Being pregnant

Best sleeping positions during pregnancy

Pregnancy can wreak havoc on sleep, but finding that one comfy position can make all the difference.

By Today's Parent
Best sleeping positions during pregnancy

Photo: iStockphoto

If you were a serial napper during your first trimester, your third might be a rude awakening. Your growing belly can make it hard to find a comfortable position to sleep in, plus hormonal changes can trigger insomnia and you’ll probably have some general discomfort (hello, tiny bladder and recurring heartburn). Getting a good night’s rest in the last stage of pregnancy can feel like mission impossible.

First and foremost, for sleeping be sure to wear loose, comfortable clothing in a breathable fabric, like cotton. Calgary-based midwife Christy LeBlanc also says it’s a good idea to limit how much you drink right before bed so you don’t find yourself waking up to pee every hour on the hour.

The best sleeping position during pregnancy is on your left side, because it improves circulation for both you and your baby. “It ensures that you’re not compressing the inferior vena cava, which can restrict blood flow to the placenta,” says LeBlanc.

If you find sleeping on your left side uncomfortable, a pregnancy pillow, which can support your bump, back, neck and knees, might help. Or try wedging a pillow under your belly or between your knees to ward off back and hip pain.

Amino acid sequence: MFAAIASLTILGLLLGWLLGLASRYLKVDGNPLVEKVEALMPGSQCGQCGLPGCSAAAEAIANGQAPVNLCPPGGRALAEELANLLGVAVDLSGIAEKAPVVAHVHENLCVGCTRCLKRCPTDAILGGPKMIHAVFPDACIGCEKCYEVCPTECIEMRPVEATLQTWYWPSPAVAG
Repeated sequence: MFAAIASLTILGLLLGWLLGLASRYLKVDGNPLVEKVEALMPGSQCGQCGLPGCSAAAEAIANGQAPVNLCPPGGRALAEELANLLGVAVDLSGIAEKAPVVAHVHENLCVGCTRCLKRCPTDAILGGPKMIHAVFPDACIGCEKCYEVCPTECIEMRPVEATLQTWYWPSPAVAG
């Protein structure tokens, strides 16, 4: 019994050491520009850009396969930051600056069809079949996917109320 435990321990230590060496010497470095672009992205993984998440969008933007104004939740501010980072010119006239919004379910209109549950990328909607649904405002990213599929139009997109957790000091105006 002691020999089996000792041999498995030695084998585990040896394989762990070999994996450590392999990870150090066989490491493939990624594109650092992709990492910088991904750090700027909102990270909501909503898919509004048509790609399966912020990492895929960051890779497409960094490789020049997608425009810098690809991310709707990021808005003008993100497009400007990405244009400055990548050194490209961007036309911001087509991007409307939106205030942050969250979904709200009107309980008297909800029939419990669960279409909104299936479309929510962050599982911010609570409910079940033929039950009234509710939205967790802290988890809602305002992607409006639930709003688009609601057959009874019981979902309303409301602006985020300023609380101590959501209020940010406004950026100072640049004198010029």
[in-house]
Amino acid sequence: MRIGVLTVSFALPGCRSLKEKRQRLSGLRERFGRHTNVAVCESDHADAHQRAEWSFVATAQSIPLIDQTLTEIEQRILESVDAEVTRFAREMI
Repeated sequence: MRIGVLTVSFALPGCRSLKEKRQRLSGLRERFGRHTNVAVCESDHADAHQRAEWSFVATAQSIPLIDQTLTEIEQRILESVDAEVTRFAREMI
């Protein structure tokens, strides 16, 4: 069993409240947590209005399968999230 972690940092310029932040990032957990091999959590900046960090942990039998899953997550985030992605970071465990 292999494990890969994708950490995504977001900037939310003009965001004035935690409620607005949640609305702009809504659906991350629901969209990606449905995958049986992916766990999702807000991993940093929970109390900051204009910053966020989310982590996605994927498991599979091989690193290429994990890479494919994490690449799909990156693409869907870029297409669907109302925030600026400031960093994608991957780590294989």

It's best to avoid sleeping on your back late in pregnancy. A new study published in the British Journal of Obstetrics and Gynaecology found that pregnant women who go to sleep on their backs in the third trimester have double the risk of having stillbirths. (But if you go to sleep on your side then wake up on your back, don't beat yourself up—researchers say it's the position you go to sleep in that matters most, because that's where you spend the most time.)

Having trouble sleeping? LeBlanc has plenty of experience with sleepless moms-to-be and her first piece of advice is to take a proactive approach, before you find yourself lying awake and watching the hands on the clock. “If you’re having a difficult time sleeping, I recommend journaling to help get your thoughts out,” she says. “And reading something boring—like a phone book—can help distract your mind and put you back to sleep.” LeBlanc also recommends a daily 30-minute walk, or another form of gentle exercise, like prenatal yoga, for stress relief and improved circulation. Massage or chiropractic treatments can also help.

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